OTTAWA -- Justin Trudeau made a triumphant return to the nation's capital Tuesday and immediately began setting a new tone for the Canadian government, both at home and abroad.

To those around the world who may have had difficulty recognizing the Canada of old during a decade of combative, militaristic Conservative rule under Stephen Harper, the Liberal prime minister-designate had a direct message.

"Many of you have worried that Canada has lost its compassionate and constructive voice in the world over the past 10 years," Trudeau told a boisterous partisan rally in Ottawa.

"Well, I have a simple message for you. On behalf of 35 million Canadians, we're back."

At a news conference later, he also had a reassuring message for civil servants, many of whom complained of being muzzled and ignored by the Harper regime. Trudeau promised to run "a government that listens to, works with and respects the public service."

And he had another message for the parliamentary press gallery, which has been shunned and vilified by the Harper Conservatives, that he intends to run a more open, media-friendly shop.

Fresh from his stunning victory in Monday's election, Trudeau held a formal news conference in the national press theatre -- something Harper did only handful of times and not at all since late 2008. Trudeau said "it's important to underline the important role that the media fills in public discourse and public life" and, when the news conference was over, he vowed: "I'll be back. I promise."

For now, though, tone is all Trudeau can set. He will not officially take office until Nov. 4, when he plans to swear in a new cabinet.

He would not commit to recalling Parliament before Christmas, only to doing so "as quickly as is reasonable."

His schedule for the next two months is anything but reasonable, with four back-to-back international summits scheduled starting in mid-November. Trudeau suggested he may not attend all of them.

He said he's "committed" to attending the United Nations climate change conference with the premiers in Paris at the end of November. That leaves the Liberals just weeks to come up with a national position based on the party's promise to join with the provinces and territories to put a price on carbon and reduce carbon pollution.

As for the G20 summit in Turkey and a meeting of leaders of Pacific Rim countries in the Philippines, Trudeau said only that he hopes to attend. He did not mention the Commonwealth heads of government meeting in Malta, saying he'd have to see how many international trips he can squeeze in while trying to get his new government up and running at the same time.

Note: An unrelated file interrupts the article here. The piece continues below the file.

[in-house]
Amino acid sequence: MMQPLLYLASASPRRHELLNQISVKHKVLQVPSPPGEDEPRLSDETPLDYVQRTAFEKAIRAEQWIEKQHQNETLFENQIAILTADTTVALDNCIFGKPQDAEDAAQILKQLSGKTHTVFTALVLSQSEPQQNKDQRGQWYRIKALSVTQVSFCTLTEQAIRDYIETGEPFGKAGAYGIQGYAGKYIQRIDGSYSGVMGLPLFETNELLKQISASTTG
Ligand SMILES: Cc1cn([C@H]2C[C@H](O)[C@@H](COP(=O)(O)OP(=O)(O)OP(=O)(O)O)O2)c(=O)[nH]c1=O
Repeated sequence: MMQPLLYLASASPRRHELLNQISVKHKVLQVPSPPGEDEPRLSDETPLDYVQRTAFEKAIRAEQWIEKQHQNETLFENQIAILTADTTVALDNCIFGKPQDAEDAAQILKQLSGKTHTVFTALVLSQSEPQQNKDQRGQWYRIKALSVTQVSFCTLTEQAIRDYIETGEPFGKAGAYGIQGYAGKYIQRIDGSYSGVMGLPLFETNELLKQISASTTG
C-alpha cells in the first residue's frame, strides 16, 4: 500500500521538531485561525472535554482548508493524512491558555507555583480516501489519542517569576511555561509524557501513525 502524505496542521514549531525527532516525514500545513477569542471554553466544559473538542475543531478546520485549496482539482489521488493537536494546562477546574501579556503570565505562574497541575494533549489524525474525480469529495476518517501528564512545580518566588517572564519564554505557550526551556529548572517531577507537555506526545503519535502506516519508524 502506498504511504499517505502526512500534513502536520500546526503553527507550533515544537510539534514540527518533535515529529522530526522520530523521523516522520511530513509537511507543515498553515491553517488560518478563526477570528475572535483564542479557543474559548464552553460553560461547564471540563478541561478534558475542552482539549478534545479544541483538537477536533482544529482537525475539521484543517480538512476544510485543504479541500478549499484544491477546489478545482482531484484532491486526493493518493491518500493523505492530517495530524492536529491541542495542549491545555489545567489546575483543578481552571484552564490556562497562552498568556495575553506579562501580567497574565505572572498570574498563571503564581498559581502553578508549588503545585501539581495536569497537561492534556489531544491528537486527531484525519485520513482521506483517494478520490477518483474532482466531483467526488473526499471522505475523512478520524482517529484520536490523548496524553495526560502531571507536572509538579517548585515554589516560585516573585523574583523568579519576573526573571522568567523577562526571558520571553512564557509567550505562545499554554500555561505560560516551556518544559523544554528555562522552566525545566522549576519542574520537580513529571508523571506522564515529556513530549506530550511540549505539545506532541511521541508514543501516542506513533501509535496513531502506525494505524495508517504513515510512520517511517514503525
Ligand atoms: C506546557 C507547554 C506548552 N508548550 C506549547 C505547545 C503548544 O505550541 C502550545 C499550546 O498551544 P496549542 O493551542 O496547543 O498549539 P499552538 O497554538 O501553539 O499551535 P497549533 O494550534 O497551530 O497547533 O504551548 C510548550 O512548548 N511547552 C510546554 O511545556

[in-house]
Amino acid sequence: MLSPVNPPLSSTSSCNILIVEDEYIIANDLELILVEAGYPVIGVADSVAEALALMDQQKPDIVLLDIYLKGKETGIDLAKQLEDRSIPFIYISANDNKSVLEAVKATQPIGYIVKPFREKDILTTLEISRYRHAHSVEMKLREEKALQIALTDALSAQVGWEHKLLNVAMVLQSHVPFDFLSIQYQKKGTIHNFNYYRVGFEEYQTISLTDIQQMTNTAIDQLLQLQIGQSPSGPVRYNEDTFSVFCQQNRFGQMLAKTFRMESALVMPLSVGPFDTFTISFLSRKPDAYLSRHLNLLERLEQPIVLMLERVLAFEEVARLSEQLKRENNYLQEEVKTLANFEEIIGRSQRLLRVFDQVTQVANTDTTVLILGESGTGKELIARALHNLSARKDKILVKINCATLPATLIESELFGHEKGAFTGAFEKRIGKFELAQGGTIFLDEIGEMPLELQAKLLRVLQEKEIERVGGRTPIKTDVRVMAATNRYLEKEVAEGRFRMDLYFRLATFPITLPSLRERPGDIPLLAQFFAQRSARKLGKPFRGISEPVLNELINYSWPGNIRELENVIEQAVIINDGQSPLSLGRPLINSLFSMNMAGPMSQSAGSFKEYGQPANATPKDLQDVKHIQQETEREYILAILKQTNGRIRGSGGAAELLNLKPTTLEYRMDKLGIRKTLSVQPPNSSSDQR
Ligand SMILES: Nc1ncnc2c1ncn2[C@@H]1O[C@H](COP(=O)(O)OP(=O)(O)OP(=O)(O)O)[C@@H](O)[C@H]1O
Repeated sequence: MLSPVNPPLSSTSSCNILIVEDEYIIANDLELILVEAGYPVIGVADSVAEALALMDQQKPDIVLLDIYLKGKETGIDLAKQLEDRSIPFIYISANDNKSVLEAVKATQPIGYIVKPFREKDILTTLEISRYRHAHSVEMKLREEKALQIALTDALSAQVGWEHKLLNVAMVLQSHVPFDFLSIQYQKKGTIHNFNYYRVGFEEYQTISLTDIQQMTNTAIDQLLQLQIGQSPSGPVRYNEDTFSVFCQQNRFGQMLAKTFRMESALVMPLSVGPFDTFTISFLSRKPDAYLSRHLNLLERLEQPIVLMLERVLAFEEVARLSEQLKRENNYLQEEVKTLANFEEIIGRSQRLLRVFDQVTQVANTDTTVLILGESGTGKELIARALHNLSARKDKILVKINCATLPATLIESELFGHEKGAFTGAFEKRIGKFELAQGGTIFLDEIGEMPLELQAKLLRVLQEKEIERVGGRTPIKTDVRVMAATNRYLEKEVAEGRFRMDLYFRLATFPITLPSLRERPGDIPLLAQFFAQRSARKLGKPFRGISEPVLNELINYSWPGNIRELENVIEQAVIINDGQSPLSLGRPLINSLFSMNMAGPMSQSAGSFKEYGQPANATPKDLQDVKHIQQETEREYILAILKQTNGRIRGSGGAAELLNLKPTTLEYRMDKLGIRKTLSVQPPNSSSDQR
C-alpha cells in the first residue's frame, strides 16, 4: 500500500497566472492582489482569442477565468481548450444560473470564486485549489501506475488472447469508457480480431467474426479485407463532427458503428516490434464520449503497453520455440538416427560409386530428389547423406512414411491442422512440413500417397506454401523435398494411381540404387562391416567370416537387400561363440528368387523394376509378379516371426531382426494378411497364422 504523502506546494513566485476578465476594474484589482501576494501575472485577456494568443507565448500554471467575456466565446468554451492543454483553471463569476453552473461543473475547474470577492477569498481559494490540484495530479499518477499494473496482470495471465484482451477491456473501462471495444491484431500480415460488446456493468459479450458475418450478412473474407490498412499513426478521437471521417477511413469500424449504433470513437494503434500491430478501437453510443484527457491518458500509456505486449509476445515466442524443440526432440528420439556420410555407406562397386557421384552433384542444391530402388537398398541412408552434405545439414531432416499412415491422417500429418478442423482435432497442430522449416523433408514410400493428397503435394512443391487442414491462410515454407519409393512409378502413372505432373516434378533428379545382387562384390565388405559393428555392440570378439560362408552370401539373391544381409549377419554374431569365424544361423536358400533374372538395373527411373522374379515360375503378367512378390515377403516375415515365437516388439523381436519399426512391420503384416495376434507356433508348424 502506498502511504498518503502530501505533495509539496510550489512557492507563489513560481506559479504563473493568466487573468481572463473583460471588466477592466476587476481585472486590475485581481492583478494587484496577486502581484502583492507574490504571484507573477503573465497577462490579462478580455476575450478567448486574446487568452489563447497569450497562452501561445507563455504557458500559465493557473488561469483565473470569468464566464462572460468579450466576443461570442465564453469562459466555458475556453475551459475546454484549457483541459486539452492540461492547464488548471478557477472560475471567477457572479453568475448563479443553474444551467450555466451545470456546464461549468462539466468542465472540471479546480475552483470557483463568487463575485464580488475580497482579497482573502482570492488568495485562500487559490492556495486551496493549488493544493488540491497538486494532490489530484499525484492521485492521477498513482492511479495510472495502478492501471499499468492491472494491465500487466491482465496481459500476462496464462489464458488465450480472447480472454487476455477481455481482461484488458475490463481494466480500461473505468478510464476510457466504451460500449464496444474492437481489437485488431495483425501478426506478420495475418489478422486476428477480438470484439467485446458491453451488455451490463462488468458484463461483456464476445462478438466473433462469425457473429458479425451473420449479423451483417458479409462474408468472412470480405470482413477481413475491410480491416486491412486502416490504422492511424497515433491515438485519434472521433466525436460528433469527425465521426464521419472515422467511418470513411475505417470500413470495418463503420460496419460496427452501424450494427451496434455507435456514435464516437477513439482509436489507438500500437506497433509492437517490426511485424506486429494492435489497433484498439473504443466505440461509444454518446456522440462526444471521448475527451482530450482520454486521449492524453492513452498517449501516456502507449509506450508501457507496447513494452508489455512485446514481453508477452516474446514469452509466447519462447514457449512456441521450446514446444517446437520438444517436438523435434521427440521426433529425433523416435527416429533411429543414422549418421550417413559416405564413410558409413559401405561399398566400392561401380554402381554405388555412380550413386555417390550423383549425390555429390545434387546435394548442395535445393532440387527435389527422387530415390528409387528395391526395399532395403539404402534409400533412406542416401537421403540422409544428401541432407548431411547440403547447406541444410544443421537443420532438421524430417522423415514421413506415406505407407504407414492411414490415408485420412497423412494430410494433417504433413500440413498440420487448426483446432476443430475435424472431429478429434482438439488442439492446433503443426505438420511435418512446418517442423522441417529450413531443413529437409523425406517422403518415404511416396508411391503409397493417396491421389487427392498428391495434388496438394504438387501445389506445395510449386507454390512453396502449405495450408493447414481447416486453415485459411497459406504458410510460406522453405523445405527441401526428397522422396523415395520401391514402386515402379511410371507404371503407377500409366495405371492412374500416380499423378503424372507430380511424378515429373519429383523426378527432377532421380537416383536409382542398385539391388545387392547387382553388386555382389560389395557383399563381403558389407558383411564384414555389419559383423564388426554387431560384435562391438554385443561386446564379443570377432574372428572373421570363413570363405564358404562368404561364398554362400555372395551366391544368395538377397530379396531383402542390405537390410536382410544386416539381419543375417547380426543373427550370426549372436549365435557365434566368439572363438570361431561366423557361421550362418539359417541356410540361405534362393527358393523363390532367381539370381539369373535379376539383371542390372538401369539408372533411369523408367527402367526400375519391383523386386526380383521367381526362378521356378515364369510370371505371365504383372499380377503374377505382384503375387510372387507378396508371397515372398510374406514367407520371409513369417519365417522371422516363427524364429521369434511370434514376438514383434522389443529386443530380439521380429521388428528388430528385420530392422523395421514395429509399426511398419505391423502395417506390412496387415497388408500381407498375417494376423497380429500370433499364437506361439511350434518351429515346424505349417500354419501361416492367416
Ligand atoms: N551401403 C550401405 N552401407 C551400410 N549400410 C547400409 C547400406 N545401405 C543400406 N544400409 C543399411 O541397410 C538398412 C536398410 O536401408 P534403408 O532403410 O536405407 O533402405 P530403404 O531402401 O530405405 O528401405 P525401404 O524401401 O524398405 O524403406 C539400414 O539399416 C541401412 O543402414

Nevertheless, Trudeau is already getting a quick introduction to international affairs, fielding congratulatory phone calls from U.S. President Barack Obama, as well as the leaders of the United Kingdom, France, Mexico and Italy.

While he and Obama had a "warm conversation" in which the president teased him about his lack of gray hair, Trudeau said they also discussed his commitment to withdraw Canadian fighter jets from the U.S.-led aerial bombing mission against Islamic radicals in Syria and Iraq. Trudeau believes Canada's military involvement should be restricted to training missions only.

"We talked about Canada's continued engagement as a strong member of the coalition against ISIL. And I committed that we would continue to engage in a responsible way," Trudeau said.

"But he understands the commitments I've made around ending the combat missions."

At the rally earlier, Trudeau used the occasion to thank staff in party headquarters and the 80,000 volunteers whom he credited with making nearly 12 million phone calls and door knocks over the course of the longest campaign in modern Canadian history. But as gruelling as the campaign was, he acknowledged the hard part starts now.

"This afternoon we can celebrate, but our hard work is only beginning."

Both at home and abroad, Trudeau faces several pressing priorities and a raft of longer-term promises.

On the horizon domestically loom key promises from his party's successful campaign: lower taxes for the middle class, the legalization of marijuana, and a slate of democratic reforms including a new electoral system to replace the venerable first-past-the-post regime under which he won a majority of the seats with just under 40 per cent of the vote.

He will also have to move quickly to institute the reforms he's promised to the disgraced Senate, where the Conservatives still hold sway and could prove a roadblock to Liberal legislation. Tory dominance of the chamber could be instantly diluted by filling the 22 vacancies left by Harper.

Trudeau has kicked senators out of the Liberal caucus and has vowed to create a blue chip advisory body to recommend non-partisan Senate nominees in future, a move designed to return the institution to its intended role as an independent chamber of sober second thought.

Trudeau has said the first piece of legislation his government would put forward is one to lower taxes for the middle class and raise taxes for the wealthiest Canadians.

A Liberal government is also committed to revamping the recently enacted omnibus security bill, known as C-51, that gave Canada's spy agency substantial new powers and angered civil libertarians.

Trudeau has also promised the largest new infrastructure investment in Canadian history. The plan would nearly double federal spending on public transit, affordable housing, recreational facilities and other items to almost $125 billion over the next decade.